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Libyan Rebels Face Pro-Qaddafi Army as No-Fly Zone Planned

Libyan Rebels Win U.S. Backing Qaddafi Says ‘People Love me'
A man brandishes a rifle in the city of Nalut, western Lybia. Photographer: Fred Dufour/AFP/Getty Images

March 1 (Bloomberg) -- Libyan rebels braced for possible renewed clashes with forces loyal to leader Muammar Qaddafi, who is attempting to regain control of major cities after the U.S. and European nations began planning for a no-fly zone.

Armed rebels in Zawiyah, 28 miles (45 kilometers) west of Tripoli, the capital, were stationed at the entrances to the city after repelling an attack by pro-Qaddafi fighters overnight, Ibrahim al-Hajj, a 58-year-old resident, said by telephone. Many were armed with machine guns and rocket-propelled grenades taken from weapons depots, said Belgassem al-Zawee, a 50-year-old protester in the city.

“Thank God, they are ready,” al-Zawee said by telephone from the city today. Forces loyal to Qaddafi retook control of Libya’s western border with Tunisia yesterday before attacking and failing to recapture Zawiyah and Misratah, a city 115 miles east of the capital, according to the Associated Press.

Saudi Arabia’s benchmark stock index plunged the most since November 2008 on concern political unrest in the Middle East may spread to the kingdom. Oman deployed armored vehicles in the center of the city of Sohar after protests late yesterday while Yemeni demonstrators again took to the streets of Sana‘a, the capital, today to demand the ouster of President Ali Abdullah Saleh.

Iranian Clashes

Iranian protesters clashed with security forces in Tehran, Al Arabiya television reported. Iran’s Foreign Ministry said issues relating to the country’s opposition are “internal affairs,” without commenting on the opposition statements that authorities have detained the main opposition leaders, Mir Hossein Mousavi and Mehdi Karrubi.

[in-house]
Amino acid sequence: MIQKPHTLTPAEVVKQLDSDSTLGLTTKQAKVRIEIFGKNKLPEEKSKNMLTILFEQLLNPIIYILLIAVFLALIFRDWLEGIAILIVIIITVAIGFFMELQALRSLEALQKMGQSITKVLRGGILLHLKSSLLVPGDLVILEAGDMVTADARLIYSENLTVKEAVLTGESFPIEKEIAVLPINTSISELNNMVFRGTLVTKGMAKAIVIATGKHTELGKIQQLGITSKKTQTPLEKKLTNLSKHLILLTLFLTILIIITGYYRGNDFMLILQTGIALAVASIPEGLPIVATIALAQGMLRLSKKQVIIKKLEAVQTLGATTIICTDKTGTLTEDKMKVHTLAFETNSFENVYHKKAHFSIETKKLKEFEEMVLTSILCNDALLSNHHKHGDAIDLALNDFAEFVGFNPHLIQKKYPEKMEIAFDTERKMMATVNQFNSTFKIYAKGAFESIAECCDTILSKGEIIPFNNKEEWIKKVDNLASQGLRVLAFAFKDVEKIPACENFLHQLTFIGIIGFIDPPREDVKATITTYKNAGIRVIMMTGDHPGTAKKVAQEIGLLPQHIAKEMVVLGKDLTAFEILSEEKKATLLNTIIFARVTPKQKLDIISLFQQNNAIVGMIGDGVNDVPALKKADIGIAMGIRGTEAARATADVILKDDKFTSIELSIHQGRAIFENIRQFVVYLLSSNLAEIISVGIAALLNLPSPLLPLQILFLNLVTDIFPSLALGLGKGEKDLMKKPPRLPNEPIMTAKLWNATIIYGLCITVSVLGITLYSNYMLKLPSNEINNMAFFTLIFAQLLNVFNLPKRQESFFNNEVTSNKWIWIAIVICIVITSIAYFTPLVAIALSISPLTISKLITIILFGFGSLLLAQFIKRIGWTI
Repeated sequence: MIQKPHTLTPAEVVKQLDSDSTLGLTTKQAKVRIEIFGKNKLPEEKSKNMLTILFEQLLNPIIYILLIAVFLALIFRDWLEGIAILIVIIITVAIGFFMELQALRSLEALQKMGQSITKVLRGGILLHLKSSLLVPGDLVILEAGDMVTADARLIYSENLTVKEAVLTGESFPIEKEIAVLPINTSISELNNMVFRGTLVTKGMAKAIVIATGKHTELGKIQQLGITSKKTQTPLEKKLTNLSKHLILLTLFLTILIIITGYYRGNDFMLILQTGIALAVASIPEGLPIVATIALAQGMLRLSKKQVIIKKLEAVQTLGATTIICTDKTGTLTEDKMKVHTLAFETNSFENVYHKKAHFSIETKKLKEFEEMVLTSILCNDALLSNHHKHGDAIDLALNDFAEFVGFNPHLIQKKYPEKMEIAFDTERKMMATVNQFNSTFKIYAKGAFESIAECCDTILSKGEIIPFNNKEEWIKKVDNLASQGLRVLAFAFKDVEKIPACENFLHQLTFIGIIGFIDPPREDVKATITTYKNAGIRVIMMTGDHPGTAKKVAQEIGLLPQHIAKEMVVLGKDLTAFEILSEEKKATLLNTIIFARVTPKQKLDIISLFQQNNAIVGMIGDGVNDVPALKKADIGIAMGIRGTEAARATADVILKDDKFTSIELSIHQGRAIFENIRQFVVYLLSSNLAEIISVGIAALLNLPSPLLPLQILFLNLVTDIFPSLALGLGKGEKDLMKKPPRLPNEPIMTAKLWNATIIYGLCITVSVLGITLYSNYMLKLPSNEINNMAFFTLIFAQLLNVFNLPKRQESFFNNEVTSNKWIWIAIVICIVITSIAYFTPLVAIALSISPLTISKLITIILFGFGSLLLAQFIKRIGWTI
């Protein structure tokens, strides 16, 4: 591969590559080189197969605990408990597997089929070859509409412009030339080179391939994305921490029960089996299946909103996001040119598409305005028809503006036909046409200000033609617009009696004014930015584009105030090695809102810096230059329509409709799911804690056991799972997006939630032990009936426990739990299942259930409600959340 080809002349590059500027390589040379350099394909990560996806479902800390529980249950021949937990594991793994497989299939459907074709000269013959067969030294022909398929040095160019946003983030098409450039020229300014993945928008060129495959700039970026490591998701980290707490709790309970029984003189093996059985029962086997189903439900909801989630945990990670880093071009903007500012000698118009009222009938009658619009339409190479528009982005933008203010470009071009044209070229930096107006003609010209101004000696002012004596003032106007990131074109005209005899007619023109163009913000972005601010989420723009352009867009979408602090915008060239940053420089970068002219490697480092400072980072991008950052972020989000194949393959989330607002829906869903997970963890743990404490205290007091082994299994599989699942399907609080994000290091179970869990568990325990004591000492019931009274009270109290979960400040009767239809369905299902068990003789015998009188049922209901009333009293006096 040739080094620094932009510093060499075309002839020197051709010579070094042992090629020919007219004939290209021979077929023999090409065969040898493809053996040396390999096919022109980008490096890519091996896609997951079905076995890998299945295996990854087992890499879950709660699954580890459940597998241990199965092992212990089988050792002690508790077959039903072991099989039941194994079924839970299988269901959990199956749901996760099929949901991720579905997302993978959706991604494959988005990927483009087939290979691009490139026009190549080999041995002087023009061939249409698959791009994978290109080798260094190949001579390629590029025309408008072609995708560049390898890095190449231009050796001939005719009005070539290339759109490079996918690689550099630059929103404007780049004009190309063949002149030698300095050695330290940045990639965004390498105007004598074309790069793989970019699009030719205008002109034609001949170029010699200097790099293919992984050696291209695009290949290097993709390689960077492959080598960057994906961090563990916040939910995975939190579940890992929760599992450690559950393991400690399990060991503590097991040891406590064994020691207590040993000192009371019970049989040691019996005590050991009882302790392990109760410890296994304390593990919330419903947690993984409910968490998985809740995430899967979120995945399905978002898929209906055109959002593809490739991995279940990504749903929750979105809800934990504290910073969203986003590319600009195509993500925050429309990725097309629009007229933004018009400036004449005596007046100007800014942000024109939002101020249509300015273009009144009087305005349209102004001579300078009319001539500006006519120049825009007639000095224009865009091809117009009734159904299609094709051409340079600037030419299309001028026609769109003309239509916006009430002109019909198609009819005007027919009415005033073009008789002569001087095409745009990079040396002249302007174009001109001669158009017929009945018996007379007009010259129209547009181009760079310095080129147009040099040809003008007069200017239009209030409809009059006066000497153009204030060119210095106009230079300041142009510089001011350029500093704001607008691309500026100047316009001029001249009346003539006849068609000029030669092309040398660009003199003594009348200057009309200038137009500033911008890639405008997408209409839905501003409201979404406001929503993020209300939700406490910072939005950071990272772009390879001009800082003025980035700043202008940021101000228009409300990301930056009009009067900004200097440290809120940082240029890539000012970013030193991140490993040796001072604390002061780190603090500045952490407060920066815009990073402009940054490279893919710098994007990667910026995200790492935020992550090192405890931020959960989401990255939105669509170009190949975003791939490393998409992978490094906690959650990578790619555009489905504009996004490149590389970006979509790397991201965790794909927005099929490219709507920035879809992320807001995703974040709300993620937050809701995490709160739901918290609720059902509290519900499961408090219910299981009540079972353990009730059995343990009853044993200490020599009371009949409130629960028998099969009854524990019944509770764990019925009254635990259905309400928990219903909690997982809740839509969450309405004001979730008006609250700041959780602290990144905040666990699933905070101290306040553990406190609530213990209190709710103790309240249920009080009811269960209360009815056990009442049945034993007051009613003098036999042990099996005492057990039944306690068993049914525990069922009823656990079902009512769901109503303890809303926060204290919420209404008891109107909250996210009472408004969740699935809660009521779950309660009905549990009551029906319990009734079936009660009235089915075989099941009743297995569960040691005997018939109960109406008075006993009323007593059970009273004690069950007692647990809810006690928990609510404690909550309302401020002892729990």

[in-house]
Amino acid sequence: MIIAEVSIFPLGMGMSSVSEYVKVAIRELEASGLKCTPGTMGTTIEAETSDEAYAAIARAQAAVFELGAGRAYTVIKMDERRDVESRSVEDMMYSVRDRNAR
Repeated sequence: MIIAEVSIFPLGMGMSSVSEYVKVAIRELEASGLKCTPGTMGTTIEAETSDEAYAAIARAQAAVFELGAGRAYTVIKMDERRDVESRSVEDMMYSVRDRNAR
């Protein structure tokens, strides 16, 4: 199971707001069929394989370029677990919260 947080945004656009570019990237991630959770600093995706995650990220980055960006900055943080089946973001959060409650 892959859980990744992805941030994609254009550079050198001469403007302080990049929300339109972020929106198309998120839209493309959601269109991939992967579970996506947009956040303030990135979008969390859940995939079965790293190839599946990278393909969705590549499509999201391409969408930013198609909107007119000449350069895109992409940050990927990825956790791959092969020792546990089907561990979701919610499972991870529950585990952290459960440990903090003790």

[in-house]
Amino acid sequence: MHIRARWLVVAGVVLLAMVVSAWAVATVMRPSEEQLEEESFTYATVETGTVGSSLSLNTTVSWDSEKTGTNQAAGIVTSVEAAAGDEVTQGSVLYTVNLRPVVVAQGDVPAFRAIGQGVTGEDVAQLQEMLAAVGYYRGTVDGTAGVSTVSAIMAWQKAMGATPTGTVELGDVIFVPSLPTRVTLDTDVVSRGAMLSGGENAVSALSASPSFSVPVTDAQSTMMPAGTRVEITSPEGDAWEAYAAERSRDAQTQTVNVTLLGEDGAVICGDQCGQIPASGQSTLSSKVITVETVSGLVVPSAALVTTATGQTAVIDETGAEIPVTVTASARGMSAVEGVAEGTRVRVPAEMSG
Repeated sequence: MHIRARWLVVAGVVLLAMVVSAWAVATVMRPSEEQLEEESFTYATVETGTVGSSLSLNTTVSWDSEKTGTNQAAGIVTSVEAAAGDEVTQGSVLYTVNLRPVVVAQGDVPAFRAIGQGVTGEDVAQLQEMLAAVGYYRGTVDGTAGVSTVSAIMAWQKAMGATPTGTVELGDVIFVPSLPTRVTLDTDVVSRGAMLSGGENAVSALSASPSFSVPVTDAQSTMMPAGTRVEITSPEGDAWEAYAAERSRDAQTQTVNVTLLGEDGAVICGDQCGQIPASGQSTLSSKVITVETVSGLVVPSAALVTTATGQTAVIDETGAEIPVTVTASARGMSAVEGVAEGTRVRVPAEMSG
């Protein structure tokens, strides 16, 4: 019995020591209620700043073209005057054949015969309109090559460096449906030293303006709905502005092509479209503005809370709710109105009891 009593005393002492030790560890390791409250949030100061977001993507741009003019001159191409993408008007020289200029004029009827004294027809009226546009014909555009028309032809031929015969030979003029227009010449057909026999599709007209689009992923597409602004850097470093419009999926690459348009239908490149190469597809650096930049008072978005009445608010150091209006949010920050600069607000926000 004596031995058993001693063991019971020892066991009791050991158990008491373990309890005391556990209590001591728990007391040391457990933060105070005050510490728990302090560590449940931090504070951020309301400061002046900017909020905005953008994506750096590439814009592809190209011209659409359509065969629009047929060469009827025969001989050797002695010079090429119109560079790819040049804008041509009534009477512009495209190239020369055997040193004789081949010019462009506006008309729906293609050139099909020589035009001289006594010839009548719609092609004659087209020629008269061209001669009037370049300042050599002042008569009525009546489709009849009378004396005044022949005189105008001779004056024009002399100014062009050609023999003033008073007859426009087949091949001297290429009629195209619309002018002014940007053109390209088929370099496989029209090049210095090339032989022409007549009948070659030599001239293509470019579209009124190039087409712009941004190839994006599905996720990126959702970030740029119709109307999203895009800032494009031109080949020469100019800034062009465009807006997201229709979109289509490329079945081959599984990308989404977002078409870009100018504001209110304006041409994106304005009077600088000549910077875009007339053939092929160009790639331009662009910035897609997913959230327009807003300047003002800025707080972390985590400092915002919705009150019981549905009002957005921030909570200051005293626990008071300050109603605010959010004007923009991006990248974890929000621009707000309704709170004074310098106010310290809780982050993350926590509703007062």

In Libya, some army brigades had joined rebel forces in Zawiyah, according to al-Hajj. “The Libyan army is the army of the people, not the army of the dictator,’” he said. “We hope that the brigades that are still hesitating would side with the people and spare the bloodshed.”

“Libya is essentially split into two, an eastern and a western part,” Mohammed Dangor, South Africa’s ambassador to Libya, who left Tripoli on Feb. 27, told reporters in Cape Town today. “The eastern part centers around Benghazi, the western part centers around Tripoli. This is moving toward civil war, that’s the danger.”

Support for Rebels

U.K. Prime Minister David Cameron promised not to abandon Libyan opposition groups in the face of attacks by Qaddafi’s forces, stopping short of saying Britain will provide arms for the rebels. Cameron said the Libyan people must not be left to their fate, as were Kurdish rebels after the Gulf War in 1991 when they rose up against Saddam Hussein’s Iraqi regime with the expectation of U.S. support that never materialized.

“We mustn’t let that happen in Libya,” Cameron told reporters in London today.

The European Union yesterday imposed an arms embargo and other sanctions, and the U.S. said it has frozen $30 billion in Libyan assets. The U.S. said refugee-aid teams were sent to the country’s borders with Egypt and Tunisia while American naval and air units are being repositioned in the Mediterranean for possible military or humanitarian operations.

All Options

“We are taking no options off the table so long as the Libya government continues to turn its guns on its own people,” Secretary of State Hillary Clinton told the House Foreign Affairs Committee today. Clinton met yesterday with ministers from the EU and Russia in Geneva, and announced that the U.S. had allocated $10 million for immediate humanitarian aid for refugees.

Sybella Wilkes, a spokeswoman for the United Nations High Commission for Refugees, said the situation facing refugees on the Tunisian border had “reached a crisis point.”

“The area has reached absolute saturation,” Wilkes said today by telephone. “It is absolutely packed with people. The sanitary conditions are very poor.” UNHCR representatives in the border area estimate that between 10,000 and 15,000 people are waiting to cross from the Libyan side, she said.

Saudi Arabia’s Tadawul All Share Index dropped 6.8 percent, the biggest slump since November 2008, to close at 5,538.72 at 3:30 p.m. in Riyadh. The measure fell for a 12th day, its longest losing streak since 1998, and has entered a bear market after dropping 20 percent from the high in 2010.